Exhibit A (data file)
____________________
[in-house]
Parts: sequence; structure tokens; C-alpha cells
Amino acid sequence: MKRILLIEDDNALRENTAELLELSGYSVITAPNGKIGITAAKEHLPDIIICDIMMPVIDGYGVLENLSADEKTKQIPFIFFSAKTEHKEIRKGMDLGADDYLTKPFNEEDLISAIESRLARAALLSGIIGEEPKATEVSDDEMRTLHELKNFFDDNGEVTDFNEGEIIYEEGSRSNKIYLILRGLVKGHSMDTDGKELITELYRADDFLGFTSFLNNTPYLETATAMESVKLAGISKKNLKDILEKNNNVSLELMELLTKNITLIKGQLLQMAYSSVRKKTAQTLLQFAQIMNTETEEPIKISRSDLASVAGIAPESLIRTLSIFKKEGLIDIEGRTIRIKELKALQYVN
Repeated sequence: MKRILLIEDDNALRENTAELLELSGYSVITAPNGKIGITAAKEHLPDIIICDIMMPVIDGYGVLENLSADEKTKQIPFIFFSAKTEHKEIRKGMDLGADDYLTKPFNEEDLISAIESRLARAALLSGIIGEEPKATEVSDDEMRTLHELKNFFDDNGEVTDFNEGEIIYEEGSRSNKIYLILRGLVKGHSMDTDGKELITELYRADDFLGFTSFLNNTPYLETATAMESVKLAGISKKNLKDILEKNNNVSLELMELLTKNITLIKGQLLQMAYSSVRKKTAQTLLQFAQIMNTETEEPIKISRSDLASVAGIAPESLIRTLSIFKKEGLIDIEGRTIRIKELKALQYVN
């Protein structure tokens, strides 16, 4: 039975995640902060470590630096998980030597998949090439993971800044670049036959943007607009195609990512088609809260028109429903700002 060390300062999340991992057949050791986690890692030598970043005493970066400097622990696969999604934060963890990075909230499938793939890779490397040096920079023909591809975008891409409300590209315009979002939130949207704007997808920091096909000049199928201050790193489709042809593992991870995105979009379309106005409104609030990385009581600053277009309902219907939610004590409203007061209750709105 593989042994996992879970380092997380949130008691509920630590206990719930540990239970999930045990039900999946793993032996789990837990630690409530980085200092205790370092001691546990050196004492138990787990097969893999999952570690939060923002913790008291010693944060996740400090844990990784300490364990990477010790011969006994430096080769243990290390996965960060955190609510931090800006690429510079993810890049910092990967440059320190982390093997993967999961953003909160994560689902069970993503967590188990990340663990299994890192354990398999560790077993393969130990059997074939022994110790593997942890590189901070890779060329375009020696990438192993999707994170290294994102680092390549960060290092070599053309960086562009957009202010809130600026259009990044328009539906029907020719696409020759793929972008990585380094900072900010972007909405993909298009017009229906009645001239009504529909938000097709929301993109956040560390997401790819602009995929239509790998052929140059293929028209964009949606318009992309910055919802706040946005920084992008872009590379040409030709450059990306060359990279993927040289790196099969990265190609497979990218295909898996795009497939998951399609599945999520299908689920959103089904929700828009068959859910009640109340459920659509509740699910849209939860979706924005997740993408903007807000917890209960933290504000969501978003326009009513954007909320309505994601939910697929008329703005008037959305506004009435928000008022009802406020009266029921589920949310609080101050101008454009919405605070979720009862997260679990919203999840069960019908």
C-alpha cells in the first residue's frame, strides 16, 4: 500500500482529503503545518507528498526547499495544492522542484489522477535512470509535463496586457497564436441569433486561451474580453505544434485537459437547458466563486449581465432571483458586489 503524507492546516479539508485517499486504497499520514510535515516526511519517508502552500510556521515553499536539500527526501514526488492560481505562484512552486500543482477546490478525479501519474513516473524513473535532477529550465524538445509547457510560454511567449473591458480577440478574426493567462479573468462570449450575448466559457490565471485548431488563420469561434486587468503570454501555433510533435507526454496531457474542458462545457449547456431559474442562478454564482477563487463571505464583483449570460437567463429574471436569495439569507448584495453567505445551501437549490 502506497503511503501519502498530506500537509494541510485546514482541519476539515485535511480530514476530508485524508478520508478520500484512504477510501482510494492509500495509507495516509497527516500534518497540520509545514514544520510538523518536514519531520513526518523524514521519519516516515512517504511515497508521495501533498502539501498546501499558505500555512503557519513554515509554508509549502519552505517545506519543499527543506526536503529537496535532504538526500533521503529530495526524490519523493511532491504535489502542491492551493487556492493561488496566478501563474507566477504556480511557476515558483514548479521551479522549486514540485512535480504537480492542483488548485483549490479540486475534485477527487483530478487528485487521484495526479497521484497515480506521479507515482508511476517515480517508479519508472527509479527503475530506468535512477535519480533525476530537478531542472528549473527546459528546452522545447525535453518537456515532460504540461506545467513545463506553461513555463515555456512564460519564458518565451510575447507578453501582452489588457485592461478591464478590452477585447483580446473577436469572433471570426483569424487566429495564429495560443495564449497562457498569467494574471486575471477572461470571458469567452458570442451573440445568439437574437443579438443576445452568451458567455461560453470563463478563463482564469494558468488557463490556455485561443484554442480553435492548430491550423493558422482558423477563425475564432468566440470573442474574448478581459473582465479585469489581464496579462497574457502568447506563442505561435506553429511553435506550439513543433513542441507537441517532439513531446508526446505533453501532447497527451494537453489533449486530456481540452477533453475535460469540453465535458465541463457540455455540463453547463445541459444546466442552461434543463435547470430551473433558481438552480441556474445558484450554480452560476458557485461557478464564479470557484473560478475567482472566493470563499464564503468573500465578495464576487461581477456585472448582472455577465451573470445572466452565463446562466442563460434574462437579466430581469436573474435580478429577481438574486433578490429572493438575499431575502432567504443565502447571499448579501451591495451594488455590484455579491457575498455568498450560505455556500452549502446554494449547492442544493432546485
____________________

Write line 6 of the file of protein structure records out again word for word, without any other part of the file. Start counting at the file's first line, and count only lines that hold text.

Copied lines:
C-alpha cells in the first residue's frame, strides 16, 4: 500500500482529503503545518507528498526547499495544492522542484489522477535512470509535463496586457497564436441569433486561451474580453505544434485537459437547458466563486449581465432571483458586489 503524507492546516479539508485517499486504497499520514510535515516526511519517508502552500510556521515553499536539500527526501514526488492560481505562484512552486500543482477546490478525479501519474513516473524513473535532477529550465524538445509547457510560454511567449473591458480577440478574426493567462479573468462570449450575448466559457490565471485548431488563420469561434486587468503570454501555433510533435507526454496531457474542458462545457449547456431559474442562478454564482477563487463571505464583483449570460437567463429574471436569495439569507448584495453567505445551501437549490 502506497503511503501519502498530506500537509494541510485546514482541519476539515485535511480530514476530508485524508478520508478520500484512504477510501482510494492509500495509507495516509497527516500534518497540520509545514514544520510538523518536514519531520513526518523524514521519519516516515512517504511515497508521495501533498502539501498546501499558505500555512503557519513554515509554508509549502519552505517545506519543499527543506526536503529537496535532504538526500533521503529530495526524490519523493511532491504535489502542491492551493487556492493561488496566478501563474507566477504556480511557476515558483514548479521551479522549486514540485512535480504537480492542483488548485483549490479540486475534485477527487483530478487528485487521484495526479497521484497515480506521479507515482508511476517515480517508479519508472527509479527503475530506468535512477535519480533525476530537478531542472528549473527546459528546452522545447525535453518537456515532460504540461506545467513545463506553461513555463515555456512564460519564458518565451510575447507578453501582452489588457485592461478591464478590452477585447483580446473577436469572433471570426483569424487566429495564429495560443495564449497562457498569467494574471486575471477572461470571458469567452458570442451573440445568439437574437443579438443576445452568451458567455461560453470563463478563463482564469494558468488557463490556455485561443484554442480553435492548430491550423493558422482558423477563425475564432468566440470573442474574448478581459473582465479585469489581464496579462497574457502568447506563442505561435506553429511553435506550439513543433513542441507537441517532439513531446508526446505533453501532447497527451494537453489533449486530456481540452477533453475535460469540453465535458465541463457540455455540463453547463445541459444546466442552461434543463435547470430551473433558481438552480441556474445558484450554480452560476458557485461557478464564479470557484473560478475567482472566493470563499464564503468573500465578495464576487461581477456585472448582472455577465451573470445572466452565463446562466442563460434574462437579466430581469436573474435580478429577481438574486433578490429572493438575499431575502432567504443565502447571499448579501451591495451594488455590484455579491457575498455568498450560505455556500452549502446554494449547492442544493432546485